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Category: Telugu Music Reviews

Julayi (Devi Sri Prasad)

For a Trivikram movie, Julayi has a shockingly shoddy score. Also I was hoping this synergy would produce a more than passable soundtrack considering their last collaboration resulted in Jalsa, arguably Devi Sri’s last great score. There is absolutely no redemptive quality in this soundtrack except for the breezy harmonium bits in O Madhu; another mediocre DSP tune that even Adnan Sami can’t salvage. There is some promise in the title track too but Devi Sri’s same old hackneyed orchestration grates. The others are too bad to even comment about.

A well made DSP track can be wonderful but the average one – there are too many of them it seems – is characterised by humdrum, repetitive orchestration and exasperatingly bad singing. It doesn’t help that they are unnecessarily loud; even the supposed melodies. Such a disappointment this one.     

Andala Rakshasi (Radhan)

Andala Rakshasi has a refreshingly good soundtrack more so because it follows the ear numbing mass numbers of Rachcha, Dammu and Gabbar Singh. I liked Yemito and Ye Mantramo the most. The former is a dulcet melody that begins with a small dialogue reminiscent of Geetanjali. Everything is likeable about this song be it the start-stop, swinging rhythm or Haricharan’s superb singing. The writing is excellent. Ye Mantramo is terrific and has a riveting anthemic feel to it. Too bad it doesn’t last long. Radhan makes Manasa Marchipo unbearably downbeat. It is evocative nevertheless because of the whispery recitation style of singing set to minimal orchestration. Something similar happens in Manasu Palike although Radhan gives the tune more flesh and imbues it with melody. Ne Ninnu Chera and Vennante are playful, enjoyable numbers that will no doubt gain from good picturisation. The former especially takes time to get used to because of its lovely off kilter tune and Veena Ghantasala’s dreamy, girly rendition.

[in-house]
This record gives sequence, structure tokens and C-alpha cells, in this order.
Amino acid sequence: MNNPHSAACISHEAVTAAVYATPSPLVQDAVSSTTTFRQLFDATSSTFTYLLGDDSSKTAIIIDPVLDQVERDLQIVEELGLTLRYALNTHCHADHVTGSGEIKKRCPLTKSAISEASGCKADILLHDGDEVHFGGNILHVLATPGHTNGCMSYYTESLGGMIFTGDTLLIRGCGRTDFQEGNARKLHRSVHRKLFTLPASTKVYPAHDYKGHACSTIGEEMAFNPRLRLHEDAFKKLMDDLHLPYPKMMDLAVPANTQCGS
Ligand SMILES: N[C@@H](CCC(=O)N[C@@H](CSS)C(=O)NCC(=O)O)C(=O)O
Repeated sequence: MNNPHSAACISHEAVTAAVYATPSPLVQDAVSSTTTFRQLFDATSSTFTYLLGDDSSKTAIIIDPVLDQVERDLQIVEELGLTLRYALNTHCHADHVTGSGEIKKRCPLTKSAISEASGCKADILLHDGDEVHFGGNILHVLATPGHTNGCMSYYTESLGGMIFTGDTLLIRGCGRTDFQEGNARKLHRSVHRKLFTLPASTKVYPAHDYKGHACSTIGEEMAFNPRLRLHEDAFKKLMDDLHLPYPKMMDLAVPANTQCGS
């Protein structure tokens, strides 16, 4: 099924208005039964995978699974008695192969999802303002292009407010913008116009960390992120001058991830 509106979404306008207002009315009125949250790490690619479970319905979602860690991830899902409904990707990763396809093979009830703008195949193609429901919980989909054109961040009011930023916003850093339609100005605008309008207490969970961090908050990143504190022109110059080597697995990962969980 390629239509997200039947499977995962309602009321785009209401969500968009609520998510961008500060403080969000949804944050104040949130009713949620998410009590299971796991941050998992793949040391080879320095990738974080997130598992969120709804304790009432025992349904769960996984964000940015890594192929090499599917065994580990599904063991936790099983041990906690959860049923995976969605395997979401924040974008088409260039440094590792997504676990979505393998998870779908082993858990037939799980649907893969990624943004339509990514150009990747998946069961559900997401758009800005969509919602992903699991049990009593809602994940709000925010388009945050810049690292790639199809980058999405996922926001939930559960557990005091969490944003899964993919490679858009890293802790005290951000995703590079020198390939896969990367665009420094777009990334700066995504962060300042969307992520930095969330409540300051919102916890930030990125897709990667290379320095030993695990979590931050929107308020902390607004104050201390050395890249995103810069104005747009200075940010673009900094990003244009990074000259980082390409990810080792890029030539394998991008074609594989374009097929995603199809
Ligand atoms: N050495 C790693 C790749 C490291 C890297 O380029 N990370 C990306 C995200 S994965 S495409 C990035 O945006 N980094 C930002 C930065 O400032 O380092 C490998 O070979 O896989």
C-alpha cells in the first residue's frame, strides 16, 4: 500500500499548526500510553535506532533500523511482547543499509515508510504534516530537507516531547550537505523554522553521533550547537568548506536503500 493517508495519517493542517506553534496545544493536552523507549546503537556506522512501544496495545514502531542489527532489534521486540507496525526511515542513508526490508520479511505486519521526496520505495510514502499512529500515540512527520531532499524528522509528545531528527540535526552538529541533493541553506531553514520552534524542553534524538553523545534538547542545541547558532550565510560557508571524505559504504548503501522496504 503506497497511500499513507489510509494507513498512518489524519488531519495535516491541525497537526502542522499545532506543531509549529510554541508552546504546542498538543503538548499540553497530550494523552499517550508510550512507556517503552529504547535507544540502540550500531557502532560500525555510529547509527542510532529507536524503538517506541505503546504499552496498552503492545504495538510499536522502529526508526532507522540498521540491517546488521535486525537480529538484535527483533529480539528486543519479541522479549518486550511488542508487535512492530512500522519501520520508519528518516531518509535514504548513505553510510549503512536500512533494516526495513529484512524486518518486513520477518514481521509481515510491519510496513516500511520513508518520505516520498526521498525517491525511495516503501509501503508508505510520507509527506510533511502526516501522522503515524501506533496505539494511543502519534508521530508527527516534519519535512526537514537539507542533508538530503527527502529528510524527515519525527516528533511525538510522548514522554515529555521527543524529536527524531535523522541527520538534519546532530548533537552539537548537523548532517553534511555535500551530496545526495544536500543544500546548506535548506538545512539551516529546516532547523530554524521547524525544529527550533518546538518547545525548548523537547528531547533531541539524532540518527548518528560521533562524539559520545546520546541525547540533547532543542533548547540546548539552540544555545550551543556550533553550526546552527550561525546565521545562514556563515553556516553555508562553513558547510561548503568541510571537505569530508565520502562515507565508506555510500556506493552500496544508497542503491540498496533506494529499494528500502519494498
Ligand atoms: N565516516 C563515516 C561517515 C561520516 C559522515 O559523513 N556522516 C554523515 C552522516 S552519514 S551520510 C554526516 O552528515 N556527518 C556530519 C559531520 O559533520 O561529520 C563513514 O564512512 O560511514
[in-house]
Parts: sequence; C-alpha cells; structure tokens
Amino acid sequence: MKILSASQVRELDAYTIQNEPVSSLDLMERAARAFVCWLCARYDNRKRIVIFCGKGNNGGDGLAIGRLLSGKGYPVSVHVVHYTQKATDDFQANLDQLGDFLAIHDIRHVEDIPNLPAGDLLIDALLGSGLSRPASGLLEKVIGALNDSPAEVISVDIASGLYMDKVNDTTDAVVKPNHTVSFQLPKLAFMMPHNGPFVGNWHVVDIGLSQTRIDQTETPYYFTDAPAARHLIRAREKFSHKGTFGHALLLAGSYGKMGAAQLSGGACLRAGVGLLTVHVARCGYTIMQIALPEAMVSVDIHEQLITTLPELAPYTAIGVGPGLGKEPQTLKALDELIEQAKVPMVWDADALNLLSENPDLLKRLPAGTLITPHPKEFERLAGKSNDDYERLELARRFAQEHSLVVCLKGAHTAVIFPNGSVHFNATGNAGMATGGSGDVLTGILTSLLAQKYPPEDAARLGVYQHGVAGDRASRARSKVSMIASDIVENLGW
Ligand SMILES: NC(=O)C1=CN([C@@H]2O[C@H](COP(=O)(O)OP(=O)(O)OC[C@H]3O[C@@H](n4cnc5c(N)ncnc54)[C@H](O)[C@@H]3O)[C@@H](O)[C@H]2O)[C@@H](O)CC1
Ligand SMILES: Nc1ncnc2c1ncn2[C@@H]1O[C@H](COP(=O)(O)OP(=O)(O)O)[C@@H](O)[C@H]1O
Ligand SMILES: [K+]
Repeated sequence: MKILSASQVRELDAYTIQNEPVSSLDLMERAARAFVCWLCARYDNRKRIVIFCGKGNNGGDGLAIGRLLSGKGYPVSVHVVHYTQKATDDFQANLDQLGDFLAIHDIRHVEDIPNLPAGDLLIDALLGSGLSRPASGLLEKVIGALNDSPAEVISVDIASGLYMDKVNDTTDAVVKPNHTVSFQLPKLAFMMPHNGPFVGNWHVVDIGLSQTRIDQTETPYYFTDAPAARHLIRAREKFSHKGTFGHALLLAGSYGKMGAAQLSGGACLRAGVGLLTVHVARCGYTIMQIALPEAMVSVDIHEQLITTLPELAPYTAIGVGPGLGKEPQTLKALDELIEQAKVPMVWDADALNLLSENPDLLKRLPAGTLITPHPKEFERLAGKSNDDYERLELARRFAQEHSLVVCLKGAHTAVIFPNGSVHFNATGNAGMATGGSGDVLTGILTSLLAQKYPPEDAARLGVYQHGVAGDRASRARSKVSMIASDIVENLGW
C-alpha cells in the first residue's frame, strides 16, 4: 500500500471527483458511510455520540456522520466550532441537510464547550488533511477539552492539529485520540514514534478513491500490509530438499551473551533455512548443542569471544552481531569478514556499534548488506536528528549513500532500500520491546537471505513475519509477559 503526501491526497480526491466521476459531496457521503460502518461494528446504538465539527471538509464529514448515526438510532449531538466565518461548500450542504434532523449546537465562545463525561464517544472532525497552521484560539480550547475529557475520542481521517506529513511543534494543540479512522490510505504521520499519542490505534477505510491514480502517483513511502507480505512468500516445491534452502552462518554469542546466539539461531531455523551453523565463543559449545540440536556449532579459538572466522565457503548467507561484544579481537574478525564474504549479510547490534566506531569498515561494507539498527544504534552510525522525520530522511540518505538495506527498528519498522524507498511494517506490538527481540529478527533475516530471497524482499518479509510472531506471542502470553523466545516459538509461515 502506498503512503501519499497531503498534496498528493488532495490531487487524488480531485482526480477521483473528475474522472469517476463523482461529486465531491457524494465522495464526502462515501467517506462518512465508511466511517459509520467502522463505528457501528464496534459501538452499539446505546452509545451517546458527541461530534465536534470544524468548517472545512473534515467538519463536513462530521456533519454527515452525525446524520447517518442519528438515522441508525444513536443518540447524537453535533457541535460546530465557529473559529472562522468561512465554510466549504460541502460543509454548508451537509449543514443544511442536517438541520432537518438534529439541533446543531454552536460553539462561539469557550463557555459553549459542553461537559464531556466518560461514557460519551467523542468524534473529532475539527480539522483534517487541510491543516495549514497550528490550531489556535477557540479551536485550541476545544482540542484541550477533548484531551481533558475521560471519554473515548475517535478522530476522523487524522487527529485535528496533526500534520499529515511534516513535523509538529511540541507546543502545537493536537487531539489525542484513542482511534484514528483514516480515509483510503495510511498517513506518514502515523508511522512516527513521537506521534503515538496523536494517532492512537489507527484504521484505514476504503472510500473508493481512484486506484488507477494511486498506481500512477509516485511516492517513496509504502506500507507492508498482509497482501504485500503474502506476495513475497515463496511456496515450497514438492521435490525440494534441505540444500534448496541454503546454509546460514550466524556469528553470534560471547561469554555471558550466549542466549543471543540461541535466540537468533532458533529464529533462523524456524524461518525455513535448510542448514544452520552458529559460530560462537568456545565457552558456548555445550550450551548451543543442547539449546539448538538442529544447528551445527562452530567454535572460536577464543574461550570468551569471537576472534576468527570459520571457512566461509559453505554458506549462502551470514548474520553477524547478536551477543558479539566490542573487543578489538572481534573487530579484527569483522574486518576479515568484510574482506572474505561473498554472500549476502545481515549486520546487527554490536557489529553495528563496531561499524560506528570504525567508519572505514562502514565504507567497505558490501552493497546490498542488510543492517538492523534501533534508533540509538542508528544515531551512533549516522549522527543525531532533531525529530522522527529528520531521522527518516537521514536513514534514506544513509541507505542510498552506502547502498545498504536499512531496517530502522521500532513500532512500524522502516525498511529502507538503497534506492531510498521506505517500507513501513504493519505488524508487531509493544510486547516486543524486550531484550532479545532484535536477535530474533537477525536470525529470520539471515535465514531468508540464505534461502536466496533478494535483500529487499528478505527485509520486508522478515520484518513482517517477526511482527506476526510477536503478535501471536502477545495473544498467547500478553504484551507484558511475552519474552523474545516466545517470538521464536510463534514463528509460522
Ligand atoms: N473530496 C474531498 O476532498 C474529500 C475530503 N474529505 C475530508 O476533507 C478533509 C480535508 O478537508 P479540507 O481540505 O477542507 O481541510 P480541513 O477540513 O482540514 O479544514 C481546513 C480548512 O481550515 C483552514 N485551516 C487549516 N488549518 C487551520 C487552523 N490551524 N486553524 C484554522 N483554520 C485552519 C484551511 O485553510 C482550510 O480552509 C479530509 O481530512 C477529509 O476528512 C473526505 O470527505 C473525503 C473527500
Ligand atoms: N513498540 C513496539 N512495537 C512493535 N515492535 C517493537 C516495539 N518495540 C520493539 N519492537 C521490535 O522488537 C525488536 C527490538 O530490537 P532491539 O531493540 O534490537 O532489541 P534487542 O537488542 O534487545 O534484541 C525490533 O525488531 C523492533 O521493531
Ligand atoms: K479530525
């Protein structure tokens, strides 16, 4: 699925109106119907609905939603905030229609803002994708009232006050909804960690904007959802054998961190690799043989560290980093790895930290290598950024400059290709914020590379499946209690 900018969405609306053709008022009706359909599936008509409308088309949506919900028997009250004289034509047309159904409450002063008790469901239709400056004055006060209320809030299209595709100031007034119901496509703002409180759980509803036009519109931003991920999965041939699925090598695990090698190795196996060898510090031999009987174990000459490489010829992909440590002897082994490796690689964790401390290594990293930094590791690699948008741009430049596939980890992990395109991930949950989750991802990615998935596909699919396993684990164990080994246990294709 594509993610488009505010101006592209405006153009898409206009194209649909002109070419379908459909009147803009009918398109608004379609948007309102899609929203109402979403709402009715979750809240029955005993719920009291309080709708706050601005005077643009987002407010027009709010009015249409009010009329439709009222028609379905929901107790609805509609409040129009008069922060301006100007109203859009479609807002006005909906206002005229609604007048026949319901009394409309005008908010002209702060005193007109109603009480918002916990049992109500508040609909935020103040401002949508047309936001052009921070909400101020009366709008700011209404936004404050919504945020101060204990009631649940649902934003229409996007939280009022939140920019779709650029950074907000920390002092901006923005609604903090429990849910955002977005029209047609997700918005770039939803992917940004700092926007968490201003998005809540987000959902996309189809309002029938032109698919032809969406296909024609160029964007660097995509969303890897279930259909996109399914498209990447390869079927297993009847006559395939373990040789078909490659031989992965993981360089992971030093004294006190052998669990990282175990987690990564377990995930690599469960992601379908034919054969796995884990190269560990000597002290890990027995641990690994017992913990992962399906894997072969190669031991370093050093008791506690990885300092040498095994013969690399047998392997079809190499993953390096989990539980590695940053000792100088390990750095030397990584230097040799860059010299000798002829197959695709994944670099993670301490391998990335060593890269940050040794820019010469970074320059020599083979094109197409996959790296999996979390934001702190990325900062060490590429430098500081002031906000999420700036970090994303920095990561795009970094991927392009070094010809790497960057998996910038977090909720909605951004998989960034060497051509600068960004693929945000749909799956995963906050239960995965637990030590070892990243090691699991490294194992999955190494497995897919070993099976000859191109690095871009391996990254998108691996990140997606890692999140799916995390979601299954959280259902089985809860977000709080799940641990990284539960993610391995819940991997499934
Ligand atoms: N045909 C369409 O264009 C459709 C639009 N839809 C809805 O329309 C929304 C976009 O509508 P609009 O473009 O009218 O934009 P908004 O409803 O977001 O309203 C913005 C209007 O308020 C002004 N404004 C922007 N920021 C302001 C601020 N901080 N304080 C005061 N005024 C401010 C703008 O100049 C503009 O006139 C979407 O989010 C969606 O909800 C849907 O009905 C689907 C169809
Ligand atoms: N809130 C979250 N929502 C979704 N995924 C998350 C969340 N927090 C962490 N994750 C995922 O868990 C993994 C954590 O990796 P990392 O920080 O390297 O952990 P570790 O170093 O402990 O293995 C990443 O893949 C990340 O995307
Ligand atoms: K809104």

Radhan is a talent to watch out for. Andamaina soundtrack.       

Endukante Premanta (GV Prakash Kumar)

Nee Choopule is a wonderful start to the album. Prakash weaves a simple yet spellbinding tune and fills it with lithe, gorgeous orchestration. Haricharan, as always, seems to get the best songs and deservedly so. Hemachandra and Chinmayee prop up Egire Pove whose cheery tone more than makes up for its indifferent tune. Chill Out and Kicko Gicko are snazzily but unimaginatively put together numbers. Cindrella is better and has the typical GV Prakash-Karunakaran breezily romantic flavour going for it, although the disconnect between the lyrical content and the tune is slightly jarring. The minute long extended classical finale must have been cathartic for Prakash, whose penchance for tucking away an operatic interlude or two, in the lulls of songs, finally finds full favour.

In his third album for Karunakaran, GV Prakash manages to hit the same thematic consistency witnessed in the earlier works and it works for most of the time.

Gabbar Singh (Devi Sri Prasad)

Gabbar Singh is one of those formula soundtracks that can be split right down the middle – the beat/kuthu songs and the melodies. Devi Sri does enough in Kevvu Keka to get the masses going; This is no Munni but who cares. The lyricist in Devi Sri does a better job in Pilla than the composer. His amusing lyrics along with Vaddepalli Srinivas’ spirited singing make this is a fun listen. Dekho Dekho Gabbar Singh is egregious; this is Devi Sri pushing his luck too far. Kota’s Mandu Baabulam is entertaining. Akasam Ammayaithe is a finely crafted melody with a flowing chorus and soothing backgrounds; easily the best song of the lot. Dil Se is one of those breezy and innocuous numbers that isn’t bad enough to be diss or good enough to rave about.

Gabbar Singh milks the formula for all its worth. Could have been better.      

Eega (M.M. Keeravani)

Nene Nani Ne, apart from the twisty interplay of verse, has a soothing, non intrusive tone going for it. Ga Eega Eega dark techno is punctuated by some interesting tune shifts. The remix is actually better; The impish subversion of vocals is closer to that of a fly and conveys the lyrics’ serio-comic intent in a better way. I would damned if I knew what Rajamouli is going for here! (The genre explanation, socio-fantasy, hardly helps in this case). Vijay Prakash breezes through the upbeat Konchemu Konchemu in characteristic fashion. Lava Lava, which falls somewhere between noise pop and punk rock,  sees Anuj Panchadara Gurwara and Keeravani  working outside their comfort zones and the results are mighty interesting (The hook is a true blue knock the socks off triumph).

Keeravani’s part experimental thematic score for Eega is not as refreshing as it should have been but is nevertheless an interesting assortment. The melodies are decent but seem to be wrapped in an ennui. The thematic pieces are fascinating though.

Dhammu (M.M. Keeravani)